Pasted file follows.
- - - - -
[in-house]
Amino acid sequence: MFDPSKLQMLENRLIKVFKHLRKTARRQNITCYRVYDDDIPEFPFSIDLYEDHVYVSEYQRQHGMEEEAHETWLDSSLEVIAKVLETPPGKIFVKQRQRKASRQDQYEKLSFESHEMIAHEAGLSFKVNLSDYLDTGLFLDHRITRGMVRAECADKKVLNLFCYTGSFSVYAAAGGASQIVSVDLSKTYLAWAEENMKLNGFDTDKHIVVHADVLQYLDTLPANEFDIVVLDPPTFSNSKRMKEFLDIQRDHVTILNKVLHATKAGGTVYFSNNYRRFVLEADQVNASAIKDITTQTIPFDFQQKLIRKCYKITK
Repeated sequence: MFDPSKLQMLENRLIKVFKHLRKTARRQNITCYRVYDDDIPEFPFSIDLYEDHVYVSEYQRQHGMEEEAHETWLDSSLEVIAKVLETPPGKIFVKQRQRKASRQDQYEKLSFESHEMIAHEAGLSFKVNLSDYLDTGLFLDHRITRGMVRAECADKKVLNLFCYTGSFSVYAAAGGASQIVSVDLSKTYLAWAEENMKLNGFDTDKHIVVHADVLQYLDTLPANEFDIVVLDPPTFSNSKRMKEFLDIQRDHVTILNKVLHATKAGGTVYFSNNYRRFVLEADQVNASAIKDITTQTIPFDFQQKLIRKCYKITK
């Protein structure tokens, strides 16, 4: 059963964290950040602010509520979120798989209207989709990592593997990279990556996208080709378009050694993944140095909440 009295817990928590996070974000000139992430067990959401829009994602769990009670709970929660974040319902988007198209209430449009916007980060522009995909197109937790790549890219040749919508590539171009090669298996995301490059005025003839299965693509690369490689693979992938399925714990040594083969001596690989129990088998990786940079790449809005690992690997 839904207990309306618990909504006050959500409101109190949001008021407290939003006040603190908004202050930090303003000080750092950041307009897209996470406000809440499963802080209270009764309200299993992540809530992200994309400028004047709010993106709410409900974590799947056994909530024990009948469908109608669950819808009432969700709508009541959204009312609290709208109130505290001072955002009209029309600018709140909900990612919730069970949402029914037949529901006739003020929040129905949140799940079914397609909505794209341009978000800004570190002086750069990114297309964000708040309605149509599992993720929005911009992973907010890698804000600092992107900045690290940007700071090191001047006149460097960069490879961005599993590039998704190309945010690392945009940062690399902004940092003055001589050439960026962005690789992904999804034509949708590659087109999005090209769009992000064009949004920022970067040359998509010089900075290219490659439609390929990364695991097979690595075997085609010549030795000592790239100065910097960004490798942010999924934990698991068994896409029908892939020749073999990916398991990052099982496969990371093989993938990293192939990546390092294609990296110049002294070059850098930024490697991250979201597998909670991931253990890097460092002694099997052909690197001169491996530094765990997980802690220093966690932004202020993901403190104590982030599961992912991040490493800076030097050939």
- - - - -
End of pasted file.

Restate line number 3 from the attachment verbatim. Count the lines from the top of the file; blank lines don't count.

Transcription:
Repeated sequence: MFDPSKLQMLENRLIKVFKHLRKTARRQNITCYRVYDDDIPEFPFSIDLYEDHVYVSEYQRQHGMEEEAHETWLDSSLEVIAKVLETPPGKIFVKQRQRKASRQDQYEKLSFESHEMIAHEAGLSFKVNLSDYLDTGLFLDHRITRGMVRAECADKKVLNLFCYTGSFSVYAAAGGASQIVSVDLSKTYLAWAEENMKLNGFDTDKHIVVHADVLQYLDTLPANEFDIVVLDPPTFSNSKRMKEFLDIQRDHVTILNKVLHATKAGGTVYFSNNYRRFVLEADQVNASAIKDITTQTIPFDFQQKLIRKCYKITK